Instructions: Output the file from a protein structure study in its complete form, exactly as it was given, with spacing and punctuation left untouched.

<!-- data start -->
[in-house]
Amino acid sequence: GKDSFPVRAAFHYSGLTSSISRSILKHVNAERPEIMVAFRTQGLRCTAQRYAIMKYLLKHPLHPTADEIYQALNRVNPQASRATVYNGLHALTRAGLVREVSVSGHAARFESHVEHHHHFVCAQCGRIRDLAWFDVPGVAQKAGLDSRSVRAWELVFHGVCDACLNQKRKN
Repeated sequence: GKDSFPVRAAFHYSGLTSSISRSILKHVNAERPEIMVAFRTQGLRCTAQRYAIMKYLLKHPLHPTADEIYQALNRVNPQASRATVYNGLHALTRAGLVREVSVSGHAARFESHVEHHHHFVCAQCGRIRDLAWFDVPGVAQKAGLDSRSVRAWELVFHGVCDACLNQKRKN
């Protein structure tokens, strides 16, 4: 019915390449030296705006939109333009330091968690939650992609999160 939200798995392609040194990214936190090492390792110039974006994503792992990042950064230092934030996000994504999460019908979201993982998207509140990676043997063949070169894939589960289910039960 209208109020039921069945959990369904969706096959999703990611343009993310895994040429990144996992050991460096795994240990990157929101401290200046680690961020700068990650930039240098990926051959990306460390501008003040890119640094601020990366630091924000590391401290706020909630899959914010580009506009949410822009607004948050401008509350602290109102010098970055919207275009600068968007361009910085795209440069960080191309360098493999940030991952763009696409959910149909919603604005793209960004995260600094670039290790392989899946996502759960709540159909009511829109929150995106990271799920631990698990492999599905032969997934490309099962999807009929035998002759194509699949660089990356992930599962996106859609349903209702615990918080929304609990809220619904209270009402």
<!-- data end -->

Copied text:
[in-house]
Amino acid sequence: GKDSFPVRAAFHYSGLTSSISRSILKHVNAERPEIMVAFRTQGLRCTAQRYAIMKYLLKHPLHPTADEIYQALNRVNPQASRATVYNGLHALTRAGLVREVSVSGHAARFESHVEHHHHFVCAQCGRIRDLAWFDVPGVAQKAGLDSRSVRAWELVFHGVCDACLNQKRKN
Repeated sequence: GKDSFPVRAAFHYSGLTSSISRSILKHVNAERPEIMVAFRTQGLRCTAQRYAIMKYLLKHPLHPTADEIYQALNRVNPQASRATVYNGLHALTRAGLVREVSVSGHAARFESHVEHHHHFVCAQCGRIRDLAWFDVPGVAQKAGLDSRSVRAWELVFHGVCDACLNQKRKN
């Protein structure tokens, strides 16, 4: 019915390449030296705006939109333009330091968690939650992609999160 939200798995392609040194990214936190090492390792110039974006994503792992990042950064230092934030996000994504999460019908979201993982998207509140990676043997063949070169894939589960289910039960 209208109020039921069945959990369904969706096959999703990611343009993310895994040429990144996992050991460096795994240990990157929101401290200046680690961020700068990650930039240098990926051959990306460390501008003040890119640094601020990366630091924000590391401290706020909630899959914010580009506009949410822009607004948050401008509350602290109102010098970055919207275009600068968007361009910085795209440069960080191309360098493999940030991952763009696409959910149909919603604005793209960004995260600094670039290790392989899946996502759960709540159909009511829109929150995106990271799920631990698990492999599905032969997934490309099962999807009929035998002759194509699949660089990356992930599962996106859609349903209702615990918080929304609990809220619904209270009402």